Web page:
The levy income of a body corporate, share block or an association of persons, such as a home owners association ('residential estate'), is exempt from income tax by virtue of section 10(1)(e) of the Income Tax Act.However, not all income received by a residential estate is exempt from tax, only levy income. SARS recently published a new Interpretation Note 64 on the levy exemption.
The tax implications of running a business are not widely taught in the South African education system. This is why many entrepreneurs are not well equipped to deal with the taxation side of their businesses in an informed manner.
For those who have been subjected to a SARS audit, it may be hard to imagine a reality where this experience can be any more agonising. If this resonates with you, perhaps consider a world where SARS makes you pay for the resources it had to expend in putting you through this ordeal. The truth is, it can.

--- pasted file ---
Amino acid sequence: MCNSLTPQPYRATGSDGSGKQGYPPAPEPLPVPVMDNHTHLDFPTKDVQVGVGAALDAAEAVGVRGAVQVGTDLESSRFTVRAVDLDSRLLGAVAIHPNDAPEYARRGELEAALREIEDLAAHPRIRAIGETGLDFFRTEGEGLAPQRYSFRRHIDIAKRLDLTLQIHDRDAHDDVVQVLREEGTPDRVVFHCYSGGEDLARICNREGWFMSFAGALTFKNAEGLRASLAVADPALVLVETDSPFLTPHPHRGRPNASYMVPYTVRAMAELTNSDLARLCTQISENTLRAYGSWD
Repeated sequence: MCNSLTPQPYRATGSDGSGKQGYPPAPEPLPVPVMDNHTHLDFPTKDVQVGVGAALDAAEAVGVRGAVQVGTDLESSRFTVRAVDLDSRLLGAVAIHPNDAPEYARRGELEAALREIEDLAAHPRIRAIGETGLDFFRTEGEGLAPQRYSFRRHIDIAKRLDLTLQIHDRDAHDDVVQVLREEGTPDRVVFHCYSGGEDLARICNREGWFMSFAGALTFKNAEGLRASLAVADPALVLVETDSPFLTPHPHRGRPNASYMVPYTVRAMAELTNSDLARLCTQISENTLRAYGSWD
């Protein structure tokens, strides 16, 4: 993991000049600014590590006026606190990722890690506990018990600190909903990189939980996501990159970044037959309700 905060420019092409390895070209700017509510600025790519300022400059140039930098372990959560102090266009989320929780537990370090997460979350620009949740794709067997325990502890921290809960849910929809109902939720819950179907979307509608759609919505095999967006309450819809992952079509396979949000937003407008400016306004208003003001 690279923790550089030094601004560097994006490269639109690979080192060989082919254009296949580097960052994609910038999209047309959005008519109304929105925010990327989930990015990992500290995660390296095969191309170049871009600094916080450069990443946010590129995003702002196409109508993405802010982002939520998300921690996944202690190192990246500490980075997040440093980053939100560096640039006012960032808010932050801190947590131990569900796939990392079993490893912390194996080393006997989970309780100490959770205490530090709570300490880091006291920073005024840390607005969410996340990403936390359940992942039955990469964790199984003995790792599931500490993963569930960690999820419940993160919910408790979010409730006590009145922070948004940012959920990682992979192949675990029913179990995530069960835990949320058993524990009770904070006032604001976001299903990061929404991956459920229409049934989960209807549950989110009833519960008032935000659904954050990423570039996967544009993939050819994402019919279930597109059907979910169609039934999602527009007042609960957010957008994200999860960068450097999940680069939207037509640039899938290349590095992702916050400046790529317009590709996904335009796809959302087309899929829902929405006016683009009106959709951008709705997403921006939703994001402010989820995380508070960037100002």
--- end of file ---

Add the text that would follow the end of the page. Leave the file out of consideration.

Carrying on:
In addition to the tax payable, SARS can impose penalties on a taxpayer for an 'understatement'. In a standard case, and depending on the taxpayer’s behaviour, penalties can range from 10% for a 'substantial understatement' to 150% for 'intentional tax evasion'.
South African multinationals achieved a victory recently when the Dutch Supreme Court held that South African parent companies could, effectively, be exempt from Dutch withholding tax on dividends.
On 1 March 2020 the amended section of the Income Tax Act concerning the foreign employment income exemption comes into effect. This so-called 'expat tax' has caused concern among South Africans working abroad who currently pay no tax if they meet certain criteria. But, from next year, only R1 million of this income will be exempt from tax here.
The indirect taxation of cross-border e-commerce transactions have been high on the agenda for tax authorities worldwide. There is clearly a perception that much of these transactions are escaping indirect tax (essentially VAT) because the supplier and consumer are in different jurisdictions.